As noted above, rare `one-offs' of H1N2 have been detected in recent years, but we've seen no signs of ongoing transmission.In late 2016, in EID Journal: Characterization of a Novel Human Influenza A(H1N2) Virus Variant, Brazil, we looked at a triple reassortant H1N2 variant with genetic contributions from swine H1N2 (hemagglutinin), H3N2 (neuraminidase), and pandemic H1N1 (remaining genes) in a teenage pig farm worker.
All of which brings us to a report today from the Netherlands of a single detection of a reassorted H1N2 virus in a hospitalized patient, who has since recovered.This report from NIVEL (Dutch Institute For Health Services Research).
New variant flu virus found
In the Netherlands, it has been found a particularly influenza virus in a general medical practice; a new strain of influenza A (H1N2). The patient was seriously ill and has been restored. The doctor took a nose and throat of sample for influenza surveillance NIVEL Care Records - sentinel. There are no other patients were found with the virus.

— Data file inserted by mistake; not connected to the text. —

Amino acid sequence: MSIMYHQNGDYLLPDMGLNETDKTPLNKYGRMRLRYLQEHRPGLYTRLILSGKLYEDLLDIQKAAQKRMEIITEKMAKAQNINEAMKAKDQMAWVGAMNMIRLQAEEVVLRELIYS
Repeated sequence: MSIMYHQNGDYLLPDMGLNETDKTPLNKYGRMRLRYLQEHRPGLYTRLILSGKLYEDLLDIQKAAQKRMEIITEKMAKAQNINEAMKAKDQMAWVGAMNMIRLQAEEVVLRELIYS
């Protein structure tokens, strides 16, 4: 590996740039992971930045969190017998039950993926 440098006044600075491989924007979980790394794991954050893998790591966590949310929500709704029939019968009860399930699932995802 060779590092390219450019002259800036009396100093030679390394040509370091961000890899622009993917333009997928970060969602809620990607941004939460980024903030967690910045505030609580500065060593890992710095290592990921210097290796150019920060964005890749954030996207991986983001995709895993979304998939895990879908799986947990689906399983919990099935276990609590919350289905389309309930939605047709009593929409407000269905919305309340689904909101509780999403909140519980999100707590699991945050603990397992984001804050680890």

The new flu virus consists of parts of two currently circulating influenza viruses. Probably someone infected with both viruses and is hereby created a new combination. This is called a reassortant virus. It's not very common that a reassortant virus, but happens often. Researchers do not expect this virus makes people more ill or can spread faster than the regular flu viruses now. The flu shot this season probably provides protection against this variant.